Battle of Crécy (Chronology of European History)
Article abstract: The Battle of Crécy not only establishes England as an important military power but also demonstrates that mounted knights and the age of chivalry are doomed.
Summary of Event
The Anglo-Norman kings of England were so impressed with the powerful longbow they encountered in their military expeditions against Wales that they adopted it and ordered the inhabitants of every English village to practice its use on a regular basis. Thus the “Welsh” longbow had become the “English” longbow by 1346, when the Battle of Crécy occurred.
Longbows varied in length from slightly more than five and one-half feet to slightly less than six and one-half feet. The advantage of the longbow over its shorter cousins came from the increased leverage that resulted from drawing back its longer “arms.” Knowledge of the principle involved was certainly no secret, but the longbow had significant disadvantages that limited its popularity. Its unwieldy length meant that the archer could carry few if any other weapons. He certainly could not put it over his back and use a sword in offensive operations. This limitation meant that it was unsuitable for any situations other than defensive battle. Perhaps more important, it was difficult to master without extensive practice, hence the royal order for regular training and practice.
Yew was the favored wood for longbow construction. Like the American...
(The entire section is 1510 words.)
Want to Read More?
Subscribe now to read the rest of this article. Plus get complete access to 30,000+ study guides!
Battle of Crécy (Magill’s Guide to Military History)
Article abstract: Type of action: Ground battle in the Hundred Years’ War. Result: English longbows devastate French mounted knights.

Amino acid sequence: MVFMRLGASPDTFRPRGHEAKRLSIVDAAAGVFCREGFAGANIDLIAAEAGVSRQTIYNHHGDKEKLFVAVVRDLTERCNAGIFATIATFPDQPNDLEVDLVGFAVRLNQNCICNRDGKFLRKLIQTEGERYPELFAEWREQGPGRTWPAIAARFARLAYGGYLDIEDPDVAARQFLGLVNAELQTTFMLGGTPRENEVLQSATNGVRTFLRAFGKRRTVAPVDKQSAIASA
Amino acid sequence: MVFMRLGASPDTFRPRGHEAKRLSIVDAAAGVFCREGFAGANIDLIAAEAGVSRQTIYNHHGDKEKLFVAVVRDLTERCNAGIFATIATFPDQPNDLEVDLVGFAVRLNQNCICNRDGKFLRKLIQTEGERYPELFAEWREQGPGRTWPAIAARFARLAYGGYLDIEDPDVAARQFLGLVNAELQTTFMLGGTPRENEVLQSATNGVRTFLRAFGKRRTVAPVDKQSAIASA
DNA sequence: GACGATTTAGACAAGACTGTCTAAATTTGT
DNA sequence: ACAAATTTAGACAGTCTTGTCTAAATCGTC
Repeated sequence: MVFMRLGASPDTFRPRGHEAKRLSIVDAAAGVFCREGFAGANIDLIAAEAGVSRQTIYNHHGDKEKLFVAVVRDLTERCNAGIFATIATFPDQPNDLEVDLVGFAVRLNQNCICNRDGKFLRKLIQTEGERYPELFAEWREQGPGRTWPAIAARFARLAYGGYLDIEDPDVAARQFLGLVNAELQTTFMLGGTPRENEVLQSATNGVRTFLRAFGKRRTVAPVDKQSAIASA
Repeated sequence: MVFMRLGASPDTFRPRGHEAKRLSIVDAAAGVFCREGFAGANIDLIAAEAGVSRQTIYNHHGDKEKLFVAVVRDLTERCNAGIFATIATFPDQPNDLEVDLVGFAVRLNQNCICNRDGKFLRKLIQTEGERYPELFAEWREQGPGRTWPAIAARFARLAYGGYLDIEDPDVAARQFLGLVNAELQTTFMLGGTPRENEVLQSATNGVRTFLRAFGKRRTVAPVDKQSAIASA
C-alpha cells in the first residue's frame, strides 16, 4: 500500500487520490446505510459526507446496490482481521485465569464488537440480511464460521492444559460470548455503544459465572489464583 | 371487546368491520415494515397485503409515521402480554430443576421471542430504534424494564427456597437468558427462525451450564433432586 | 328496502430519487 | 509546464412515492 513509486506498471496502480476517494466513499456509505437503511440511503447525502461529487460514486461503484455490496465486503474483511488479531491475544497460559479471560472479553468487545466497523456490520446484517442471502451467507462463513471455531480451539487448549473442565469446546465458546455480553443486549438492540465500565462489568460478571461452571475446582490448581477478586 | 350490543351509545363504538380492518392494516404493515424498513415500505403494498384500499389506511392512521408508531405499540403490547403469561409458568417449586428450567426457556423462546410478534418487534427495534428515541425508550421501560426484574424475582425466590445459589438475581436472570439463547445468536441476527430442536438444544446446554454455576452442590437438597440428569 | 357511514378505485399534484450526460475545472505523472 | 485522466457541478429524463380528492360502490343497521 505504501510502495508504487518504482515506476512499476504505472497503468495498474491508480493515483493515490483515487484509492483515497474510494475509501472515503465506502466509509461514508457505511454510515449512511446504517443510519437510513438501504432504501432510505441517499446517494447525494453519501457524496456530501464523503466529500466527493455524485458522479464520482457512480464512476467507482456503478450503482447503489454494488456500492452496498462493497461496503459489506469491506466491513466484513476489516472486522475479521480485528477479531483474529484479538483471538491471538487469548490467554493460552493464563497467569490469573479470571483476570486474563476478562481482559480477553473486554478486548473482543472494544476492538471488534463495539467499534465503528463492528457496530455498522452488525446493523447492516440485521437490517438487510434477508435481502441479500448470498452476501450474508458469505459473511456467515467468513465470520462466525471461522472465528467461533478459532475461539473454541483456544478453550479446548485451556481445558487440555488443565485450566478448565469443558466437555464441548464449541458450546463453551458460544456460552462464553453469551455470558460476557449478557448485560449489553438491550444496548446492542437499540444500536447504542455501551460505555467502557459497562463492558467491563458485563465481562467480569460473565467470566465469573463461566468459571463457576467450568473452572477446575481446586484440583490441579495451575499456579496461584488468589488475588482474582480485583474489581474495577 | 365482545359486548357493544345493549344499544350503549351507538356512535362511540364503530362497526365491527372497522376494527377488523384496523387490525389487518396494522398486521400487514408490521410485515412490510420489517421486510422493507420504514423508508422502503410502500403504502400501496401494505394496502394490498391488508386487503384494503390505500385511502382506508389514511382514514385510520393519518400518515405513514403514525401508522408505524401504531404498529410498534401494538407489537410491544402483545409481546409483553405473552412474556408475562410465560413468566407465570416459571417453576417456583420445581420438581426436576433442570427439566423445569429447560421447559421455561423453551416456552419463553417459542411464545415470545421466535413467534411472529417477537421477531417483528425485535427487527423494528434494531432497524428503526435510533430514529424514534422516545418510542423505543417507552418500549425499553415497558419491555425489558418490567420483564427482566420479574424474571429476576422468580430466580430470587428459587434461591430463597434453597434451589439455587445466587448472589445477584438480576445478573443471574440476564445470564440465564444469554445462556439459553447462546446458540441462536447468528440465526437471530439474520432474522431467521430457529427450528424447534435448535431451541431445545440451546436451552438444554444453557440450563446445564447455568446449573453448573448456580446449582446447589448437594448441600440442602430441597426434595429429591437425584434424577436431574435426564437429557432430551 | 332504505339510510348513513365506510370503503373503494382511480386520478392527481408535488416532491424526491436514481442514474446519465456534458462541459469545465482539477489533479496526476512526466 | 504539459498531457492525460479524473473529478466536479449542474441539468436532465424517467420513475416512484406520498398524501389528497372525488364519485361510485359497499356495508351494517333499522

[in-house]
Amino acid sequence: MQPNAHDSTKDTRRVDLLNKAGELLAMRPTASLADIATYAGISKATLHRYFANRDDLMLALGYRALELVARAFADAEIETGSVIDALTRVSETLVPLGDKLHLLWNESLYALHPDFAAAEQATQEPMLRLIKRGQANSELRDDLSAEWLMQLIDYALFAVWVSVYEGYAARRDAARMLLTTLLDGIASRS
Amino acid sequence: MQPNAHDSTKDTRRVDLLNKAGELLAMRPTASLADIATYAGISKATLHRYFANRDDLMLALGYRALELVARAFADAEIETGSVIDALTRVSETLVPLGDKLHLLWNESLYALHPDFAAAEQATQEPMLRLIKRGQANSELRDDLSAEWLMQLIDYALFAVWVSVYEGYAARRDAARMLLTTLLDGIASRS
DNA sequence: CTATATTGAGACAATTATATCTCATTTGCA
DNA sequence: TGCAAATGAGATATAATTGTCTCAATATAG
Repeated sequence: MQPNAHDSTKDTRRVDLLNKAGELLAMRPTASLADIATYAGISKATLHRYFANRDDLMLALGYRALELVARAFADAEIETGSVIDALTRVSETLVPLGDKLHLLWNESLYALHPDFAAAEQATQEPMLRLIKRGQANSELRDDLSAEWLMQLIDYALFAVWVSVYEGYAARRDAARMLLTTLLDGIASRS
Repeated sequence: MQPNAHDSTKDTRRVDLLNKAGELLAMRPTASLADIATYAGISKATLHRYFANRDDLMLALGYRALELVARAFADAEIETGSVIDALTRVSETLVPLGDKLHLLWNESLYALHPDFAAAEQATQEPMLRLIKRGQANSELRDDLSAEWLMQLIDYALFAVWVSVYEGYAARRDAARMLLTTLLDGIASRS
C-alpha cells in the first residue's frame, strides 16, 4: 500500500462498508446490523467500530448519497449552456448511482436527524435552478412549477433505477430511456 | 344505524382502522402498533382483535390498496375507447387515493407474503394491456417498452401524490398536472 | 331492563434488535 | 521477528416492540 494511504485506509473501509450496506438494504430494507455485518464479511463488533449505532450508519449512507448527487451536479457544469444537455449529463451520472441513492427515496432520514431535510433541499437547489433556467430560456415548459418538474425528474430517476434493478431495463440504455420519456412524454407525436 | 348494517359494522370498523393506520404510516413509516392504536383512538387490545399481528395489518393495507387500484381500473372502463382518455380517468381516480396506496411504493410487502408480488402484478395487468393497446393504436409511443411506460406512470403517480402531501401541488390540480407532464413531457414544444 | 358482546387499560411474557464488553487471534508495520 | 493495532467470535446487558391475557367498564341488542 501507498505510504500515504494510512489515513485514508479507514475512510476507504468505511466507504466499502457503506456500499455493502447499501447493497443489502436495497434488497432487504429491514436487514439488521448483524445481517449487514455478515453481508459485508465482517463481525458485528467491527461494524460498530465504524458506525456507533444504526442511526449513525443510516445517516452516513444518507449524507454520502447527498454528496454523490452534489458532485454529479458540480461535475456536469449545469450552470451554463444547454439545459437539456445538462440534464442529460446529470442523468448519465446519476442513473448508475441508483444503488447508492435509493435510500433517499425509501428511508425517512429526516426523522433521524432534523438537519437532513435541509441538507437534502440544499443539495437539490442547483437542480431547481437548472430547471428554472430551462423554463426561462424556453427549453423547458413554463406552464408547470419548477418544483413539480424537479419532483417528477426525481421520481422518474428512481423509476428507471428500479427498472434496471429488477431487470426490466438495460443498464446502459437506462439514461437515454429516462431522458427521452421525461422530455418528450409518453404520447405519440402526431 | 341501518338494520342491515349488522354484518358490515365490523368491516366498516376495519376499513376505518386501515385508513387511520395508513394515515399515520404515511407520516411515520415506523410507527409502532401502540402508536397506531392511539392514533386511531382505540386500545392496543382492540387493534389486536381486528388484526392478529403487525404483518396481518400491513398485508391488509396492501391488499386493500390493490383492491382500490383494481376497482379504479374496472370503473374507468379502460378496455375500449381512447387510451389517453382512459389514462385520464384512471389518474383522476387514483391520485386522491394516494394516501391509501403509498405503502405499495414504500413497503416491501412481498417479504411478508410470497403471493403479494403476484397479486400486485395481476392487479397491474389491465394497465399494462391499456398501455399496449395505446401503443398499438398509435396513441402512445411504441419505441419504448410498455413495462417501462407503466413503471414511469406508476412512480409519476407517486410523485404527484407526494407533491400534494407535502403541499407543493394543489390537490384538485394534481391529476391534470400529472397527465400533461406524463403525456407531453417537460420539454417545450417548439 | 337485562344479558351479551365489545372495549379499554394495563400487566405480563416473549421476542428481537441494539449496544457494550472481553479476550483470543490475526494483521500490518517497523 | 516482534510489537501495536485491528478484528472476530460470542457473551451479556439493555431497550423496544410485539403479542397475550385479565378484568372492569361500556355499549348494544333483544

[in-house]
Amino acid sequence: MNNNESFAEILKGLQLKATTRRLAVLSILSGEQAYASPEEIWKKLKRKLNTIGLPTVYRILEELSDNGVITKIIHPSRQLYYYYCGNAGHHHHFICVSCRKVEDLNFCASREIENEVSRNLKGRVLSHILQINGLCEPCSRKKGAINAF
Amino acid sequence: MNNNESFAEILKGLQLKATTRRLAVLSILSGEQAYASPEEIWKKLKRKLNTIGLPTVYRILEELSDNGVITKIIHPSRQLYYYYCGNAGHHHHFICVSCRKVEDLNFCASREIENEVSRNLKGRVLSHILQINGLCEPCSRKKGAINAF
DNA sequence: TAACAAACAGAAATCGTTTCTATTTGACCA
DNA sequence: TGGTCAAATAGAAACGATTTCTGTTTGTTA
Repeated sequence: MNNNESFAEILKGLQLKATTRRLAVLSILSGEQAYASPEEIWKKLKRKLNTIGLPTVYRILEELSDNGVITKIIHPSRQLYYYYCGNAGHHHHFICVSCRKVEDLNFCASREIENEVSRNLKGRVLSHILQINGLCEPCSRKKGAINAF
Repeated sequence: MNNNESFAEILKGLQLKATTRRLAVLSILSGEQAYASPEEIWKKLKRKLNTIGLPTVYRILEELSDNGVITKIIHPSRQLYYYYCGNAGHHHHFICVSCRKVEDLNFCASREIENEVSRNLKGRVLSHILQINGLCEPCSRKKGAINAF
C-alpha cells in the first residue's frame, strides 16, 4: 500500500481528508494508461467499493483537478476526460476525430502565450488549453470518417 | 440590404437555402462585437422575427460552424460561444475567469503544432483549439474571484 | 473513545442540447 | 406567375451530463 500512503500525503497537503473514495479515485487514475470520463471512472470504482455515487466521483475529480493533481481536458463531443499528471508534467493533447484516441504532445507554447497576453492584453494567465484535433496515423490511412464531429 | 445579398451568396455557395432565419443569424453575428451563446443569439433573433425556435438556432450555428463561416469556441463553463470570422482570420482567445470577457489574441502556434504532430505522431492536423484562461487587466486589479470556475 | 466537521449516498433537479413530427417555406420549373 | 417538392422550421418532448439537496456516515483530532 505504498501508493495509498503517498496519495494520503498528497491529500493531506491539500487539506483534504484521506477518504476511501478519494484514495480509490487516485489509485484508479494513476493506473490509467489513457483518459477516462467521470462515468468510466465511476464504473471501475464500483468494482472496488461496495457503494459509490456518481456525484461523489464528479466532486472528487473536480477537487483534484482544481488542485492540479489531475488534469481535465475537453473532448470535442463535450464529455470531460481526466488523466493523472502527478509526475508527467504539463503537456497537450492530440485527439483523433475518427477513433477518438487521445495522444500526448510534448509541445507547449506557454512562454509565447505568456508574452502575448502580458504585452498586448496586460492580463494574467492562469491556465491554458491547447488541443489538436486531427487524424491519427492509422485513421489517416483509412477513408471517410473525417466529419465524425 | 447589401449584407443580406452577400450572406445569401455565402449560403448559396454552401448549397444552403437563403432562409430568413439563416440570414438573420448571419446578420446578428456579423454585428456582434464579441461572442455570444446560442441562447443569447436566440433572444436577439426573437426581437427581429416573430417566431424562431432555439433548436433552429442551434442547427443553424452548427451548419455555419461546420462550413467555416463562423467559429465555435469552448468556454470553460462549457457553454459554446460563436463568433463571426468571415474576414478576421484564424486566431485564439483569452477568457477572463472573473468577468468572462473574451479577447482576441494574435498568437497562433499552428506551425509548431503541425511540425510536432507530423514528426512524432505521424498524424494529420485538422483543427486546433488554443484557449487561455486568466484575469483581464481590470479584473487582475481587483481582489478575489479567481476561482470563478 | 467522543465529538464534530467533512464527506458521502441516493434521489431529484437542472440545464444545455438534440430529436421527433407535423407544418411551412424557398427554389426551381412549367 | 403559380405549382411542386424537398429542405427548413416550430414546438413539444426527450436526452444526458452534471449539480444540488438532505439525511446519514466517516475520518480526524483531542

In 1346, England’s King Edward III invaded northern France with an army of about 12,000. His intention was to distract King Philip VI of France from his invasion of English-held Guienne in southwestern France. Landing unopposed in Normandy, Edward moved east, threatening Paris and claiming the French crown, while Philip gathered a large army. Edward crossed to the north bank of the Seine by rebuilding the bridge at Poissy and then marched north to join his Flemish allies and renew contact with his fleet, perhaps for a return to England. King Philip pursued, and on the morning of August 26, after spending the night in the forest of Crécy, the English army prepared a defensive battlefield, with trenches, hedges, potholes, and barricades of carts and wagons deployed along the Crécy-Wadicourt road. King Edward exercised command himself, posting reserves near a windmill with a general view of the fields and close behind his right wing. This section was nominally commanded by his sixteen-year-old son, whose dark-colored armor gave him the name of the Black Prince. By noon on August 26, the English preparations were complete, and the soldiers had time for a leisurely lunch.
At about 4:00 p.m., the first of the French troops began to arrive. The army had marched hard over many roads and was...
(The entire section is 621 words.)